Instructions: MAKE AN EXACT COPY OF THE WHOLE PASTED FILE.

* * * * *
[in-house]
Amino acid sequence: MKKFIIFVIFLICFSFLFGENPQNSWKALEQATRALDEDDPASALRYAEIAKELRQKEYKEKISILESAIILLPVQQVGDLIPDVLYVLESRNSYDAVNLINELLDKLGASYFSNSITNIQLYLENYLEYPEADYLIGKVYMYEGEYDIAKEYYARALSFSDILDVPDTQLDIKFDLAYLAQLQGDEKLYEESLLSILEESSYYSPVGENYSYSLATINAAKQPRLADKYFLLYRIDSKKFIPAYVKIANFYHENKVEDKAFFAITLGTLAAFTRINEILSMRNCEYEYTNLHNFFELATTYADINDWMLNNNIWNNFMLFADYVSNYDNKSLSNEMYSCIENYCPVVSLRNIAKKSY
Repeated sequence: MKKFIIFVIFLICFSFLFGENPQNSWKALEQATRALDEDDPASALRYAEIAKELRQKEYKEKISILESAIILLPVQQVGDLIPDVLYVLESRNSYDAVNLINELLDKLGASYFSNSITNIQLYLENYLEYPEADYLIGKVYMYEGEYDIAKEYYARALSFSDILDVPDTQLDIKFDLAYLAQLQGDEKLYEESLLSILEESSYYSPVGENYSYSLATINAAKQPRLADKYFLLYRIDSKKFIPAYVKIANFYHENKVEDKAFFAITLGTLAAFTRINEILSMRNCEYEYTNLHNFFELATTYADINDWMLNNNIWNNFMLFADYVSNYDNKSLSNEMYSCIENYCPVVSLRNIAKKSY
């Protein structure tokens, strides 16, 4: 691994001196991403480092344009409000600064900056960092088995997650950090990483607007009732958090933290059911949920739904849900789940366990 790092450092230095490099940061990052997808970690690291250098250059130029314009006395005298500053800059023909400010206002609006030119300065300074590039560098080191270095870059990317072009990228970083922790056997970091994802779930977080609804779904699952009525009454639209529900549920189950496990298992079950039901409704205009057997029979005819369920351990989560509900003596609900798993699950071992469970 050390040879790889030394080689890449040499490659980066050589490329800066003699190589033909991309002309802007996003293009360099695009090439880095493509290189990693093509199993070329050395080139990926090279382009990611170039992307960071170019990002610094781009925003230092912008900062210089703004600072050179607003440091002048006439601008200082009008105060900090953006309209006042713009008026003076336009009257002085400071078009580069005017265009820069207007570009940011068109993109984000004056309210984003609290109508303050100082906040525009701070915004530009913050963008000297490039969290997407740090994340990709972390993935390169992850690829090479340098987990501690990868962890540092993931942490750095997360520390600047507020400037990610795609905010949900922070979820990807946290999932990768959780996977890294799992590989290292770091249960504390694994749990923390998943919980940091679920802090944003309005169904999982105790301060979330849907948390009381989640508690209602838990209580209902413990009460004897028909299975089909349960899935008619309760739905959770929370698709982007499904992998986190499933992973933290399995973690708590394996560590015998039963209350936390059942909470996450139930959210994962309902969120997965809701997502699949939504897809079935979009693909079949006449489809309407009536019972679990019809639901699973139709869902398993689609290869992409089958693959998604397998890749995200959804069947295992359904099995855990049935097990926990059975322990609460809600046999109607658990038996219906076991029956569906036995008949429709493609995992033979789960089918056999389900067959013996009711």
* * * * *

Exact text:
[in-house]
Amino acid sequence: MKKFIIFVIFLICFSFLFGENPQNSWKALEQATRALDEDDPASALRYAEIAKELRQKEYKEKISILESAIILLPVQQVGDLIPDVLYVLESRNSYDAVNLINELLDKLGASYFSNSITNIQLYLENYLEYPEADYLIGKVYMYEGEYDIAKEYYARALSFSDILDVPDTQLDIKFDLAYLAQLQGDEKLYEESLLSILEESSYYSPVGENYSYSLATINAAKQPRLADKYFLLYRIDSKKFIPAYVKIANFYHENKVEDKAFFAITLGTLAAFTRINEILSMRNCEYEYTNLHNFFELATTYADINDWMLNNNIWNNFMLFADYVSNYDNKSLSNEMYSCIENYCPVVSLRNIAKKSY
Repeated sequence: MKKFIIFVIFLICFSFLFGENPQNSWKALEQATRALDEDDPASALRYAEIAKELRQKEYKEKISILESAIILLPVQQVGDLIPDVLYVLESRNSYDAVNLINELLDKLGASYFSNSITNIQLYLENYLEYPEADYLIGKVYMYEGEYDIAKEYYARALSFSDILDVPDTQLDIKFDLAYLAQLQGDEKLYEESLLSILEESSYYSPVGENYSYSLATINAAKQPRLADKYFLLYRIDSKKFIPAYVKIANFYHENKVEDKAFFAITLGTLAAFTRINEILSMRNCEYEYTNLHNFFELATTYADINDWMLNNNIWNNFMLFADYVSNYDNKSLSNEMYSCIENYCPVVSLRNIAKKSY
């Protein structure tokens, strides 16, 4: 691994001196991403480092344009409000600064900056960092088995997650950090990483607007009732958090933290059911949920739904849900789940366990 790092450092230095490099940061990052997808970690690291250098250059130029314009006395005298500053800059023909400010206002609006030119300065300074590039560098080191270095870059990317072009990228970083922790056997970091994802779930977080609804779904699952009525009454639209529900549920189950496990298992079950039901409704205009057997029979005819369920351990989560509900003596609900798993699950071992469970 050390040879790889030394080689890449040499490659980066050589490329800066003699190589033909991309002309802007996003293009360099695009090439880095493509290189990693093509199993070329050395080139990926090279382009990611170039992307960071170019990002610094781009925003230092912008900062210089703004600072050179607003440091002048006439601008200082009008105060900090953006309209006042713009008026003076336009009257002085400071078009580069005017265009820069207007570009940011068109993109984000004056309210984003609290109508303050100082906040525009701070915004530009913050963008000297490039969290997407740090994340990709972390993935390169992850690829090479340098987990501690990868962890540092993931942490750095997360520390600047507020400037990610795609905010949900922070979820990807946290999932990768959780996977890294799992590989290292770091249960504390694994749990923390998943919980940091679920802090944003309005169904999982105790301060979330849907948390009381989640508690209602838990209580209902413990009460004897028909299975089909349960899935008619309760739905959770929370698709982007499904992998986190499933992973933290399995973690708590394996560590015998039963209350936390059942909470996450139930959210994962309902969120997965809701997502699949939504897809079935979009693909079949006449489809309407009536019972679990019809639901699973139709869902398993689609290869992409089958693959998604397998890749995200959804069947295992359904099995855990049935097990926990059975322990609460809600046999109607658990038996219906076991029956569906036995008949429709493609995992033979789960089918056999389900067959013996009711």